There are several different degrees of incentive-compatibility:
- The stronger degree is Dominant-strategy incentive-compatibility (DSIC).:415 It means that truth-telling is a weakly-dominant strategy. I.e, you fare best by being truthful, regardless of what the others do (even if they are irrational or even collude against you). In a DSIC mechanism, strategic considerations cannot help any agent achieve better outcomes than the truth; hence, such mechanisms are also called strategyproof:244,752 or truthful.:415 See the page about strategyproofness for more information about this property.
- A weaker degree is Bayesian-Nash incentive-compatibility (BNIC).:416 It means that there is a Bayesian Nash equilibrium in which all participants reveal their true preferences. I.e, if all the others act truthfully, then it is also best for you to be truthful.:234
Every DSIC mechanism is also BNIC, but a BNIC mechanism may exist even if no DSIC mechanism exists.
Incentive-compatibility in randomized mechanisms
A randomized mechanism is a probability-distribution on deterministic mechanisms. There are two ways to define incentive-compatibility of randomized mechanisms::231-232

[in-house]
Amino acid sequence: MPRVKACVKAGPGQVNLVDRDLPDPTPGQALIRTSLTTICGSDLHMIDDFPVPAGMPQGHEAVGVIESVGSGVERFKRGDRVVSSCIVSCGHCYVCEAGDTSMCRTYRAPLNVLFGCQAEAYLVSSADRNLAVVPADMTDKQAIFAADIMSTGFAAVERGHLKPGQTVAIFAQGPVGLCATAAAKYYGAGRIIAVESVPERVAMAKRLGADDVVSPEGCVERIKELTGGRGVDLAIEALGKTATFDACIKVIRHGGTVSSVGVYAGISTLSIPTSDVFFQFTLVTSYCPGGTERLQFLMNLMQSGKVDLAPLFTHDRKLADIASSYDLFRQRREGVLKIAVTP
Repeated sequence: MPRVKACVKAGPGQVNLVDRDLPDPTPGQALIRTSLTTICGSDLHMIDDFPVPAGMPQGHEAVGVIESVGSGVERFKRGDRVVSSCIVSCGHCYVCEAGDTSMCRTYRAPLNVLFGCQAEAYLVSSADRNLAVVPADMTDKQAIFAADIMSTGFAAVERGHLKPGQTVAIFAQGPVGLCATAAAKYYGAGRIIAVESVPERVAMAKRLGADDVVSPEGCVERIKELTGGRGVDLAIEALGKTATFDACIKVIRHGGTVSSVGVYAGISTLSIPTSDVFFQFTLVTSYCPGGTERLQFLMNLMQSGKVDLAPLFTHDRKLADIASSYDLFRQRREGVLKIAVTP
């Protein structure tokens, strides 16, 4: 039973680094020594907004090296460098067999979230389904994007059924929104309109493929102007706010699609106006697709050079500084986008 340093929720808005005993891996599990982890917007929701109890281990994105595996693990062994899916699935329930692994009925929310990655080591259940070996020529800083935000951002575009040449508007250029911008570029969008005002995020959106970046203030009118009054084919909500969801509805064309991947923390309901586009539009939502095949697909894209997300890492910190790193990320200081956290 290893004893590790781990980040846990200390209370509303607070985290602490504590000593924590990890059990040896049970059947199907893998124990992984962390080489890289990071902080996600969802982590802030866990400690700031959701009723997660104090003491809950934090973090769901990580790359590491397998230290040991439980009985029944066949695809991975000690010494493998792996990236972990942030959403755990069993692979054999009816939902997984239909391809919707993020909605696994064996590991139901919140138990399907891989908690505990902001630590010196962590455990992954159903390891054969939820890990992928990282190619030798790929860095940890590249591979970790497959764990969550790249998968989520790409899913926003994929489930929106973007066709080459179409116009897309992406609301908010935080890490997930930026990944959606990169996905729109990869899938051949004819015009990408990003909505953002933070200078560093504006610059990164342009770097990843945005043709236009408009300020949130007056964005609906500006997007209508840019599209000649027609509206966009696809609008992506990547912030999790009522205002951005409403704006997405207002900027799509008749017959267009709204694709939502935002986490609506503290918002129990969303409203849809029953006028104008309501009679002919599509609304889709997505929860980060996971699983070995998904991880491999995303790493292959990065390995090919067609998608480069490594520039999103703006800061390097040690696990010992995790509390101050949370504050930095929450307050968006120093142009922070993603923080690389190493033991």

- The stronger definition is: a randomized mechanism is universally-incentive-compatible if every mechanism selected with positive probability is incentive-compatible (e.g. if truth-telling gives the agent an optimal value regardless of the coin-tosses of the mechanism).
- The weaker definition is: a randomized mechanism is incentive-compatible-in-expectation if the game induced by expectation is incentive-compatible (e.g. if truth-telling gives the agent an optimal expected value).
The famous Revelation principle comes in two flavors corresponding to the two flavors of incentive-compatibility:
- The dominant-strategy revelation-principle says that, every social-choice function that can be implemented in dominant-strategies, can be implemented by a DSIC mechanism.
- The Bayesian-Nash revelation-principle says that, every social-choice function that can be implemented in Bayesian-Nash equilibrium, can be implemented by a BNIC mechanism.
- Lindahl tax
- Preference revelation
- Monotonicity (mechanism design)